But we have a few wrinkles to iron out. The DNS is a hierarchical system. The zone above our zone, the parent zone, has some information about our zone. The nameserver of the parent zone contains nameserver (NS) records to point to the responsible nameservers of its child zones. And if the nameservers of the child zone themselves have names within their own zone (for example when is an NS record for, then it also needs to pass that information to pass along as well ; the so-called glue records. If someone manages to manipulate those records in our parent zone, then it doesn’t matter how secure our own server is. They will never reach our super-secure nameserver. So this information needs to be signed as well. But our parent doesn’t have our private key, so it cannot sign those records on our behalf. Somehow, we will need to give our parent some information about our key, without turning it over.

The Hint

Of course this problem isn’t new to DNS. The .nl nameserver ( already has NS records for our zone. In our case these point to However, this answer is given without setting the so-called “authoritative answer” flag. The information is provided “as is”. If we would ask the same question to, it would yield the same answer, but this time the “authoritative answer” flag will be set. If would give different answer, we would call this a “lame server”. But for DNSSEC, this hint is not enough. After all, anyone can just claim to be an authoritative server. That is why DNSSEC gives a cryptographic hint, the Delegation Signer(DS) record.

The DS record contains the id and the hash of the KEY record of the child-zone. The DS record itself is signed by the parent-zone with a SIG record. To find the zone we ask the .nl nameserver for both the NS and DS records. We receive a hint (NS) to use as nameserver and a hash of the key (DS) that as far as .nl knows, should have signed the entire zone. Then we go to and ask for the KEY record of We receive the KEY record, and the signature that belongs to it. We hash the KEY and compare it with the hash in the DS record we received from the .nl nameserver. If they match, we have securely landed at the authoritative nameserver for and we can proceed to ask it about the domain. All the answers of will be digitally signed, and cannot be tampered with.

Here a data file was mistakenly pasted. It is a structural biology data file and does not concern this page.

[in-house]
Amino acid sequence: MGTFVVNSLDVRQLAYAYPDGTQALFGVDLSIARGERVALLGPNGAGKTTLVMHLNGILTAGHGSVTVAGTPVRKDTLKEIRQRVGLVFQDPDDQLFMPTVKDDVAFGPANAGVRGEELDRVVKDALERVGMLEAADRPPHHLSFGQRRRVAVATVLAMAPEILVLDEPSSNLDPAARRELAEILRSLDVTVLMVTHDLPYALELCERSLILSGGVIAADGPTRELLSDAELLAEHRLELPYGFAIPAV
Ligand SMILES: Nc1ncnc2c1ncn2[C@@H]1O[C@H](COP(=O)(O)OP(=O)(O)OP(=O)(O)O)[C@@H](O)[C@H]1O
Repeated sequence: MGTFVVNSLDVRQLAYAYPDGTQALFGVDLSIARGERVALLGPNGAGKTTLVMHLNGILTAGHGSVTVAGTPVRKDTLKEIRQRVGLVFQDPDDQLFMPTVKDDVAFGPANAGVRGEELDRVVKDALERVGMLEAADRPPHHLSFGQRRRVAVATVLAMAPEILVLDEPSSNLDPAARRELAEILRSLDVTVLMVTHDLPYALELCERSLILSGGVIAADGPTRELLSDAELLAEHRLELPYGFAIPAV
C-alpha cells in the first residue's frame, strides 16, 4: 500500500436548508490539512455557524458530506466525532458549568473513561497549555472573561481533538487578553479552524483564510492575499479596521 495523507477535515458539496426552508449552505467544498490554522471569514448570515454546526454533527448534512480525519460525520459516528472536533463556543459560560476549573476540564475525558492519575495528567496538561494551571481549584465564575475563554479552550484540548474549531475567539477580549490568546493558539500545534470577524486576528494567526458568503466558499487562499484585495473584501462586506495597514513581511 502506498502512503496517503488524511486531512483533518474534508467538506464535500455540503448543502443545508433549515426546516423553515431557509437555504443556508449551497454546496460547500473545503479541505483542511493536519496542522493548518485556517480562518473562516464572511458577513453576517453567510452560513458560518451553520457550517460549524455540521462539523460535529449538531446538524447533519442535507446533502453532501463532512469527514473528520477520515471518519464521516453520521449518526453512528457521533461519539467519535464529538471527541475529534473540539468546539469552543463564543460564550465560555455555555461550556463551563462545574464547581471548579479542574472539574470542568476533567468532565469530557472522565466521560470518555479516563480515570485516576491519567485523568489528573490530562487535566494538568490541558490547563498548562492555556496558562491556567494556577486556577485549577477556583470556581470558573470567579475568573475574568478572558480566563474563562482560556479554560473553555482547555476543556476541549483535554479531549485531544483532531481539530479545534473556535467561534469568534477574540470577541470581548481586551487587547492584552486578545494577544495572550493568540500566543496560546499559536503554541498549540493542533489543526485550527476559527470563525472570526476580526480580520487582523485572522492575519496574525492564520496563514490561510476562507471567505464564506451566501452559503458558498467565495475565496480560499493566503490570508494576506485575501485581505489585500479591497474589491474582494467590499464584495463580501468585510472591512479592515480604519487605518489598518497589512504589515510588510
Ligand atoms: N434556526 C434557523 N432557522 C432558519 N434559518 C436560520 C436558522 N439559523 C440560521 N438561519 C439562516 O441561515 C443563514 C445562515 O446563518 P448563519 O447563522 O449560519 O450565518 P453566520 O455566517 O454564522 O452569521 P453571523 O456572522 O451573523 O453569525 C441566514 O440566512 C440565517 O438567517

secure resolving

Securely resolving, using the resolv tool made by Miek Gieben.

KEY roll-overs

However, with enough time and cpu-power, all crypto can be broken eventually. That is why it is very important to change your KEY’s regularly. But we cannot just change the key, because then our parent’s DS record will be wrong. So how do we renew our KEY’s without constantly bugging the parent to update the DS record?

The trick is to use two KEY records in our zone, a zone-signing key (ZSK) and a key-signing key (KSK). We sign all KEY records with the KSK, then sign the entire zone with the ZSK. The KSK is the key for which our parent publishes the DS record. The zone-signing key (ZSK) can be relatively small (for instance 768 bits) if we recycle it every month. We can keep the KSK for a year if we make it a bit stronger, for example 2048 bit.

So we get the following path of trust: We trust the KEY of .nl, and thus we trust the NS and DS that serves us which, when used, ends us at We verify its KSK with the DS we got, so we trust the KSK which has signed the ZSK, which has signed all the data (RR’s) of which we wanted to know the signed A record And we can now recycle the ZSK without notifying the parent. Though of course we just postponed our problem. We still need to recycle the KSK after a year, and we need to securely inform our parent about the new KSK.